Eye trauma is any damage to the eye or the orbital bone. Trauma can occur whether your eyes are open or closed, and while it’s one of the most common causes of vision loss, it's one of the least talked about.
At Retina Specialists, our team of expert ophthalmologists knows that eye trauma has both immediate and lasting effects, which is why they encourage their patients to seek treatment as soon as possible following injury. Early treatment can help limit the damage and preserve your vision. Here’s what you can expect following a traumatic experience.
Common causes of eye trauma
Trauma can occur from a range of disparate causes.
- Sports: injuries from flying balls, impacts during contact sports
- Accidents: trauma from sharp objects, blunt force (fist fights, car accidents, falls), shattered glass
- Cooking and cleaning: grease splatters, exposure to household cleaners
- Workplace hazards: burns from chemicals, lasers, and industrial solvents and cleaners
- Power tools: wood or metal fragments shot out at high speed
- Yard work: grass or dirt lodges under eyelid
- Strain: coughing, vomiting, or lifting a heavy object lead to hemorrhage
- Contact lenses: improper cleaning or leaving them in too long; corneal abrasions and ulcers
- Ultraviolet light: sun’s rays can burn eye tissue
The severity of the trauma depends on the force involved and how quickly you can get treatment.
Addressing eye trauma
Some trauma, such as a grain of sand in your eye, you can probably treat yourself. Other, more serious trauma, such as fractured orbital bones or embedded glass, requires expert medical help. Here are some guidelines.
Sand, dirt, dust, or other small natural particles in your eye usually aren’t an emergency, since our eyes can flush them out with tears and blinking. If you’re still having trouble getting out the speck, try some saline eye drops to increase the amount of moisture.
Metal, glass, or other man-made materials in your eye can be more serious because they become embedded in the eye’s surface, causing ongoing irritation and leading to more damage.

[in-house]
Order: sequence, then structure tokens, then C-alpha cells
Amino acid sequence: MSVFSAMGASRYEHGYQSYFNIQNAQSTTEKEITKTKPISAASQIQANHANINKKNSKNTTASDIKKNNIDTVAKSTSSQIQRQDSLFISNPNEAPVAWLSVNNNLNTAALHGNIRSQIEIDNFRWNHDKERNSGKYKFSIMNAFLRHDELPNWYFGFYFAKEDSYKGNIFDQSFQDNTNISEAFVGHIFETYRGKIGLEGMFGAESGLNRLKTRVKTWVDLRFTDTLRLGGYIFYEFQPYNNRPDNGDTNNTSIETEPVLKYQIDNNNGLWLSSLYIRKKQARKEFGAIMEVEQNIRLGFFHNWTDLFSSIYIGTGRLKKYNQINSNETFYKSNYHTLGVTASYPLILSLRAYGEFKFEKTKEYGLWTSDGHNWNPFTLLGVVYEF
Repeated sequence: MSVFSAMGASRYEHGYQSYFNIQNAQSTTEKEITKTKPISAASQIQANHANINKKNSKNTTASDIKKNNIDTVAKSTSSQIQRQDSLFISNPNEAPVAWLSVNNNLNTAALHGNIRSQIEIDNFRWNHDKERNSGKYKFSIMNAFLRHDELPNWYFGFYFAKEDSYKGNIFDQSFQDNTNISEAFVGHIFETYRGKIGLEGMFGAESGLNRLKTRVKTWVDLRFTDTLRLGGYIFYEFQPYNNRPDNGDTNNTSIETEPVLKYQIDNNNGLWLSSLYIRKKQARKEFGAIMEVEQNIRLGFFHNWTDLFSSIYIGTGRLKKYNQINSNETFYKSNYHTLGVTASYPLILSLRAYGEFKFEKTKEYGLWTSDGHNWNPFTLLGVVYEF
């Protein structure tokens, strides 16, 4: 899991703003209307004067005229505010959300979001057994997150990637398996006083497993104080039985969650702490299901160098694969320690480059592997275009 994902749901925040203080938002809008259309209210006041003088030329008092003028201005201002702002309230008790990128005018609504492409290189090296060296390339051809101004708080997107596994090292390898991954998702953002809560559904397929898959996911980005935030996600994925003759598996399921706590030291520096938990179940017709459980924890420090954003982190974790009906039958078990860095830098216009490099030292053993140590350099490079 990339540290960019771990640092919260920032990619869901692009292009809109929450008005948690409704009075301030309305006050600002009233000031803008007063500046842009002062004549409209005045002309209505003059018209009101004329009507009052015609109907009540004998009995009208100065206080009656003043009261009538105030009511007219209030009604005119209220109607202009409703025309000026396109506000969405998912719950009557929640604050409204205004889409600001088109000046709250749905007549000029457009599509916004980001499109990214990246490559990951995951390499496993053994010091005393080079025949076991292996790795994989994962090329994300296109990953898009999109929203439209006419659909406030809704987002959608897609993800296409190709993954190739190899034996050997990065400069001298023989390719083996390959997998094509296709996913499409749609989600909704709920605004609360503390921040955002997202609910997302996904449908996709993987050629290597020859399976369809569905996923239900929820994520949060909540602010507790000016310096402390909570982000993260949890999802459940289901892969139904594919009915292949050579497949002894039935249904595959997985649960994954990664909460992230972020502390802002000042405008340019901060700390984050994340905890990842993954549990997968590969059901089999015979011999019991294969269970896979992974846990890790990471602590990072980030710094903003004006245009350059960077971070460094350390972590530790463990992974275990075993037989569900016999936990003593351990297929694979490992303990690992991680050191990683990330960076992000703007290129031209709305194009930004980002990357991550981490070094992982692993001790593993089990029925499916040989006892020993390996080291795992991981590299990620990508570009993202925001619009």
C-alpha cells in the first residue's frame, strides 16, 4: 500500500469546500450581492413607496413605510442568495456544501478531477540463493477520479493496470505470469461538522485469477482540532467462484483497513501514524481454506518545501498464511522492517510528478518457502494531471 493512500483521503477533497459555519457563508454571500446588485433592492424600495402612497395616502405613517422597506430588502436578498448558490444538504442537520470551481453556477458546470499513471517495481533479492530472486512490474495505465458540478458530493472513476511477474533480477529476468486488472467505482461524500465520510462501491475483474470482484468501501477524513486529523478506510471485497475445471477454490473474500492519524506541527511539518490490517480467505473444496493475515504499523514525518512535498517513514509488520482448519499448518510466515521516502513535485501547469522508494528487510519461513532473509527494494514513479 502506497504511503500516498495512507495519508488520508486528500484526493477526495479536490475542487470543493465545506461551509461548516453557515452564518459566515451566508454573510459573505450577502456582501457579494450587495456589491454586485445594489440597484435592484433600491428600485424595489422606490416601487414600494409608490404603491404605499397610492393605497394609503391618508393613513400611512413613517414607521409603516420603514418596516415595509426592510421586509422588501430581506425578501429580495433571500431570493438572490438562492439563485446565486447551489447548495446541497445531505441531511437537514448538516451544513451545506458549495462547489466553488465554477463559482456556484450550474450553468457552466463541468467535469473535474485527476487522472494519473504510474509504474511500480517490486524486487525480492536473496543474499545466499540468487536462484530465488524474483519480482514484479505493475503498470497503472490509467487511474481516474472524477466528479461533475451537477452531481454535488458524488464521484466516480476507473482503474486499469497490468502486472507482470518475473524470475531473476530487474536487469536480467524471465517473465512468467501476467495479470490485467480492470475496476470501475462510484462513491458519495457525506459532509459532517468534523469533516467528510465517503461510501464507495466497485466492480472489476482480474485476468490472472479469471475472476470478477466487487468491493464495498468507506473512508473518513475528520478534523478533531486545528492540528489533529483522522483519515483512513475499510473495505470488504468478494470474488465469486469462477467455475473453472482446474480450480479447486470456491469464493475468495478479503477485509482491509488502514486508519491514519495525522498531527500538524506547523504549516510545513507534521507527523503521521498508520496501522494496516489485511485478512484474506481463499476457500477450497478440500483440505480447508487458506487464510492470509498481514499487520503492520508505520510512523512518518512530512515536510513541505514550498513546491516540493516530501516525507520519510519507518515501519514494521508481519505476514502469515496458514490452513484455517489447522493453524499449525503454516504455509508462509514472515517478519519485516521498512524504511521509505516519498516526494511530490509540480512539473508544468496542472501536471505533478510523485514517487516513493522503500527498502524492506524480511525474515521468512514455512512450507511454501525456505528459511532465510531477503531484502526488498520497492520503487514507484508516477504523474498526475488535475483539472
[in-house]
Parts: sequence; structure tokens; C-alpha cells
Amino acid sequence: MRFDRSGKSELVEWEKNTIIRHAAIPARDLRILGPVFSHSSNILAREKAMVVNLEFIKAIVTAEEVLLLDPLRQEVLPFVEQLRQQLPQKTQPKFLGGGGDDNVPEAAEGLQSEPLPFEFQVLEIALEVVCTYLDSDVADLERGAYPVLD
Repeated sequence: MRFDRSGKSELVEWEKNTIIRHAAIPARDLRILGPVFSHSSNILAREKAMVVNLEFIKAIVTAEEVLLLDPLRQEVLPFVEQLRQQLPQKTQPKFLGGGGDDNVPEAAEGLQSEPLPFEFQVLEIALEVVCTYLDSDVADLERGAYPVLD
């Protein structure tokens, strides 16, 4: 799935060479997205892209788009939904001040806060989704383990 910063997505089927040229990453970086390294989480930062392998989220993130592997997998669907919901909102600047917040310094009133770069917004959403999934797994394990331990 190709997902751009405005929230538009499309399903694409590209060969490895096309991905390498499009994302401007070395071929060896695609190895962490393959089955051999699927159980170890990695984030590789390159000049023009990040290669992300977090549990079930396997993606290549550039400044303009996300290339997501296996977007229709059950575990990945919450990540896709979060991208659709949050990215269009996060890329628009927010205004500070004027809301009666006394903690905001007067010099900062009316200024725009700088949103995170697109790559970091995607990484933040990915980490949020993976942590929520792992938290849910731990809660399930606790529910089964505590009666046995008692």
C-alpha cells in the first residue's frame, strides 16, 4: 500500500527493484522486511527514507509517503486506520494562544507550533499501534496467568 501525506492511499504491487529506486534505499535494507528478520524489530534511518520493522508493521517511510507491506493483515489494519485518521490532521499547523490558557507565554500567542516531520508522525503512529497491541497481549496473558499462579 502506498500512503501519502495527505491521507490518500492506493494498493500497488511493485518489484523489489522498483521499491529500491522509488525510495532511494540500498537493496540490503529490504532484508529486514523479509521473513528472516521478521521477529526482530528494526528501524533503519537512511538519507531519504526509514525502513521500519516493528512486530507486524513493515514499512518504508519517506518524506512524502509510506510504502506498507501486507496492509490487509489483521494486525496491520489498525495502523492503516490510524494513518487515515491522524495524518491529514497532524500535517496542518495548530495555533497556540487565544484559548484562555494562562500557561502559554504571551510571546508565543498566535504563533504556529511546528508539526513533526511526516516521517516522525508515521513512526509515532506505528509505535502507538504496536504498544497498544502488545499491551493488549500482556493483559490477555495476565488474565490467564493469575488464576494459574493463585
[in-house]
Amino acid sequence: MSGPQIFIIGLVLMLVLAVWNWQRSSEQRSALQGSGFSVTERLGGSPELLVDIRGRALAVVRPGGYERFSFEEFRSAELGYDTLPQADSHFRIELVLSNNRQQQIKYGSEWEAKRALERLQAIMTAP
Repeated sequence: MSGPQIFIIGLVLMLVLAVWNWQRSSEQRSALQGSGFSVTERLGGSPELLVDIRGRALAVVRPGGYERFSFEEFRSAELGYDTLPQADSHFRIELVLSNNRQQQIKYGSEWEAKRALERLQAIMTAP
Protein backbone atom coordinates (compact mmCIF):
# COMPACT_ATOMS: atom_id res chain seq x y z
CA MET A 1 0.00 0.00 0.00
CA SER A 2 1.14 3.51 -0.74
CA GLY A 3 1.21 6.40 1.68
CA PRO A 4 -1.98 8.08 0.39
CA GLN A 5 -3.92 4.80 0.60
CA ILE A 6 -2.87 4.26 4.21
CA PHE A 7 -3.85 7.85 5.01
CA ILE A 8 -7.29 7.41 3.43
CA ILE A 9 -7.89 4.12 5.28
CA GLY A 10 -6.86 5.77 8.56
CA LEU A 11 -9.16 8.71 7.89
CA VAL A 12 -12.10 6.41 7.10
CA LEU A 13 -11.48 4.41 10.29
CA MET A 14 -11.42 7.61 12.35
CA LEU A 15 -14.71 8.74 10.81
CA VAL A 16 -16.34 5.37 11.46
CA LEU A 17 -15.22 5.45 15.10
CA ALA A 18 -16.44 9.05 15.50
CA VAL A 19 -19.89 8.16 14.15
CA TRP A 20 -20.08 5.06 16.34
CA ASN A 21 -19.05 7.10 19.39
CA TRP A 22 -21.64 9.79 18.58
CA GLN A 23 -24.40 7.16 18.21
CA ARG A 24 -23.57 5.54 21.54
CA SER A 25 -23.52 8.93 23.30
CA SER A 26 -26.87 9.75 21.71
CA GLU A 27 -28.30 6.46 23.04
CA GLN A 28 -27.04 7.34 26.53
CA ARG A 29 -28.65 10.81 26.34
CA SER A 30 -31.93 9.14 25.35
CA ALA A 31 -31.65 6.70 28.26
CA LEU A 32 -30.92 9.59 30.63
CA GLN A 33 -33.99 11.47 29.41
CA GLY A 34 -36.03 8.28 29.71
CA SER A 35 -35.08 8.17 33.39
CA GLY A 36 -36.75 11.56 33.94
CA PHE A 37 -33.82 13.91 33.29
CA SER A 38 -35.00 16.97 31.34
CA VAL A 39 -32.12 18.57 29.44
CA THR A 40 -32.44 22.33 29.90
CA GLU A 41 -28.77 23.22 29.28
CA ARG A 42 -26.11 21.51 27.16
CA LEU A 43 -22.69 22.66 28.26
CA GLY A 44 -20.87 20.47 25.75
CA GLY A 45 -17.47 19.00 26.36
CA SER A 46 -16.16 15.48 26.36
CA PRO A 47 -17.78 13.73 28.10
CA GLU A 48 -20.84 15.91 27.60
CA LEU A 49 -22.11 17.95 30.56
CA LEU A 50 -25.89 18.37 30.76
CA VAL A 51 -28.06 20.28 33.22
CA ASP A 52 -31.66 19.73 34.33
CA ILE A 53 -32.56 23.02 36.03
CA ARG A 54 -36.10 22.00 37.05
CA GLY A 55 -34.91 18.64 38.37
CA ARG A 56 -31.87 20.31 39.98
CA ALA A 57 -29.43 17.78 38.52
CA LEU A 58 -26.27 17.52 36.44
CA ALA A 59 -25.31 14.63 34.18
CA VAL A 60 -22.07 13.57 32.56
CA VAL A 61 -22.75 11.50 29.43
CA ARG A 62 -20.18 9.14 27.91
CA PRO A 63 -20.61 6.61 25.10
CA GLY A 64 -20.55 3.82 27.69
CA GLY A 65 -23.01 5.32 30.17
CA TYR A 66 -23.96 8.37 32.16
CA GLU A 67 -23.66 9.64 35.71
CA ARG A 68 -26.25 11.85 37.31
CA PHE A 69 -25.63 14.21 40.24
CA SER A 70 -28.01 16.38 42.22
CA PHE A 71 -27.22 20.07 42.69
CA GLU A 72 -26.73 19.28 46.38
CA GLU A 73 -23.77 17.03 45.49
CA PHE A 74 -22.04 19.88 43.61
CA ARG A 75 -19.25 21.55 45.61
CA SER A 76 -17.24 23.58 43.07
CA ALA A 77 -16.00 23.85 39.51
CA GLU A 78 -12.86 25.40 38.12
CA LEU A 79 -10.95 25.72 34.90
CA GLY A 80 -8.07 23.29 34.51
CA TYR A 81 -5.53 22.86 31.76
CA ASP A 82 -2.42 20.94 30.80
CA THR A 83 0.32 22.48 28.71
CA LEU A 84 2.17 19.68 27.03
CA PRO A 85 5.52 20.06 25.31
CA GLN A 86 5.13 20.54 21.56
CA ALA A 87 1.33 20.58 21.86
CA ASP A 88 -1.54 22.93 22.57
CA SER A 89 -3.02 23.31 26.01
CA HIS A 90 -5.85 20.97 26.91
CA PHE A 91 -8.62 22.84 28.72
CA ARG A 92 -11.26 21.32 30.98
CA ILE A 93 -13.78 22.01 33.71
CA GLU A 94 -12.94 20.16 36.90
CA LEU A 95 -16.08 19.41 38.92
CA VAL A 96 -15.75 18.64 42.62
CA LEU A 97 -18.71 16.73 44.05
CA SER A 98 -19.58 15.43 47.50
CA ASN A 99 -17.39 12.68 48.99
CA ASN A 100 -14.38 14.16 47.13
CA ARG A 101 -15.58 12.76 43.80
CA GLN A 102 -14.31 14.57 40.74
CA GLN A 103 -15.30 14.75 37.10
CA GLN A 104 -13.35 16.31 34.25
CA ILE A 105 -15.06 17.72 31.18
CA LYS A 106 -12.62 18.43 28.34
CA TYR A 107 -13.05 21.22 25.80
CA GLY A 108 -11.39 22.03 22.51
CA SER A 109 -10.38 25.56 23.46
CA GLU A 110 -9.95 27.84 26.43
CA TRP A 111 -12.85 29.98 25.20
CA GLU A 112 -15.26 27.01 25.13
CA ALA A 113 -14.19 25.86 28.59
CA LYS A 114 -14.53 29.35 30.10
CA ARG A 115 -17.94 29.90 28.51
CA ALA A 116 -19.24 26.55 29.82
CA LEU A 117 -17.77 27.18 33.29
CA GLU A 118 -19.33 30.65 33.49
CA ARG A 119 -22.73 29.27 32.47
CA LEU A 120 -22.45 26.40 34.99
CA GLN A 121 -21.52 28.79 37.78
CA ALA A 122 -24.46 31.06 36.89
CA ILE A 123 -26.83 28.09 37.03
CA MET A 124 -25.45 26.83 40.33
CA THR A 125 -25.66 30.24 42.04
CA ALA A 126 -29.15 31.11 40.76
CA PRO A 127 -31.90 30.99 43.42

Never rub your eye. Instead, blink several times to allow tears to flush out the particle, but don’t use any saline drops, as you can make the situation worse. You can also try lifting the upper lid over the lashes of your lower lid so the lashes can try to brush the particle out.
If you can't get the particles out of your eye, come into Retina Specialists as soon as possible; we may need to surgically remove the object.
Blow to eye
Use a cold compress to reduce pain and swelling. Never use a steak or other food item, as they can introduce bacteria into the eye, and never apply pressure.
If you experience a black eye, pain, or visual disturbance even after a light blow, this may signal a significant eye injury, like a retinal detachment. Come into the office ASAP for treatment.
Cuts and punctures
Gently place a protective shield over the eye, but don’t place pressure on it, don’t rub the eye, don’t rinse with water or saline, and don’t try to remove any stuck objects. Once the shield is in place, call Retina Specialists to let us know you need an emergency appointment. If it’s after hours, go to the nearest ER.
Chemical splashes or burns
Immediately flush the eye with lots of clean water. Look for information on what the chemical is that got into your eye, and get emergency medical treatment to limit the damage.
Life after trauma
Eye trauma, even when it’s treated quickly, can lead to further complications. If you start to develop a cataract (a clouded lens) following the incident, your ophthalmologist may start by monitoring its development and your symptoms. Long-term, you may require cataract removal surgery, which involves taking out the clouded lens and replacing it with a clear one.
If you develop high intraocular pressure (IOP) following trauma, you’re at risk for glaucoma, a disease that destroys the optic nerve. Your ophthalmologist can start you on preventive treatments like corticosteroids and antibiotics.
If your high IOP eventually develops into glaucoma, your ophthalmologist may recommend either medication to lower eye fluid production or surgery to help the eye drain its fluid more efficiently.
If the trauma has damaged internal eye structures, like your retina, or if you’ve broken your orbital bones, surgery may be necessary to effect repair.
Accidents happen, and your eyes aren’t immune. If you experience any form of eye trauma, your best course of action is to come into Retina Specialists for an evaluation and proper treatment to preserve your eye health.
Call us at any of our five Texas offices — Dallas, DeSoto, Plano, Mesquite, and Waxahachie — or book online.